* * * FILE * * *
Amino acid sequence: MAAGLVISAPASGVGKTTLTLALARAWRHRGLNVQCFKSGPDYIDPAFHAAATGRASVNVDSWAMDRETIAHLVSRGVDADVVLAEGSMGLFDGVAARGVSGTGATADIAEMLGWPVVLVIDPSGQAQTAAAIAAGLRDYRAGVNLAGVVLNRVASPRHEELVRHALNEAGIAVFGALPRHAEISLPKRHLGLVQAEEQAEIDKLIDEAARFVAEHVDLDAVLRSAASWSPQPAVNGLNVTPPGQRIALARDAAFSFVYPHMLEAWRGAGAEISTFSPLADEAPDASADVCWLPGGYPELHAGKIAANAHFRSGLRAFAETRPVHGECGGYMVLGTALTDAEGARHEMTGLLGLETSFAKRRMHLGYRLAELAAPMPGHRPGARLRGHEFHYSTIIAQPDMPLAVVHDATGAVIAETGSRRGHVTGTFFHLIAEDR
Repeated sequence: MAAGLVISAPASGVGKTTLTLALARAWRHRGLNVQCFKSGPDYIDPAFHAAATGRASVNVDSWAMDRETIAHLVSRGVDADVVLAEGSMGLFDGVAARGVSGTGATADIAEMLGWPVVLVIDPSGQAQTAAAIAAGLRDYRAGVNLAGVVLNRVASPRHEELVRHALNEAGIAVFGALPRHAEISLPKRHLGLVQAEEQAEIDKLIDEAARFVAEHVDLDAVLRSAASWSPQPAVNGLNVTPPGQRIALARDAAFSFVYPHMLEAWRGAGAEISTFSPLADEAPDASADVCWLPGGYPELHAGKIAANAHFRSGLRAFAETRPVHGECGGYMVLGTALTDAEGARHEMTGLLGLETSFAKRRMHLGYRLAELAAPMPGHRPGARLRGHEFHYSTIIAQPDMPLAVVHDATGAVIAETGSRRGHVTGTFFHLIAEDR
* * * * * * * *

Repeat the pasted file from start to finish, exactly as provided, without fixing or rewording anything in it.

Amino acid sequence: MAAGLVISAPASGVGKTTLTLALARAWRHRGLNVQCFKSGPDYIDPAFHAAATGRASVNVDSWAMDRETIAHLVSRGVDADVVLAEGSMGLFDGVAARGVSGTGATADIAEMLGWPVVLVIDPSGQAQTAAAIAAGLRDYRAGVNLAGVVLNRVASPRHEELVRHALNEAGIAVFGALPRHAEISLPKRHLGLVQAEEQAEIDKLIDEAARFVAEHVDLDAVLRSAASWSPQPAVNGLNVTPPGQRIALARDAAFSFVYPHMLEAWRGAGAEISTFSPLADEAPDASADVCWLPGGYPELHAGKIAANAHFRSGLRAFAETRPVHGECGGYMVLGTALTDAEGARHEMTGLLGLETSFAKRRMHLGYRLAELAAPMPGHRPGARLRGHEFHYSTIIAQPDMPLAVVHDATGAVIAETGSRRGHVTGTFFHLIAEDR
Repeated sequence: MAAGLVISAPASGVGKTTLTLALARAWRHRGLNVQCFKSGPDYIDPAFHAAATGRASVNVDSWAMDRETIAHLVSRGVDADVVLAEGSMGLFDGVAARGVSGTGATADIAEMLGWPVVLVIDPSGQAQTAAAIAAGLRDYRAGVNLAGVVLNRVASPRHEELVRHALNEAGIAVFGALPRHAEISLPKRHLGLVQAEEQAEIDKLIDEAARFVAEHVDLDAVLRSAASWSPQPAVNGLNVTPPGQRIALARDAAFSFVYPHMLEAWRGAGAEISTFSPLADEAPDASADVCWLPGGYPELHAGKIAANAHFRSGLRAFAETRPVHGECGGYMVLGTALTDAEGARHEMTGLLGLETSFAKRRMHLGYRLAELAAPMPGHRPGARLRGHEFHYSTIIAQPDMPLAVVHDATGAVIAETGSRRGHVTGTFFHLIAEDR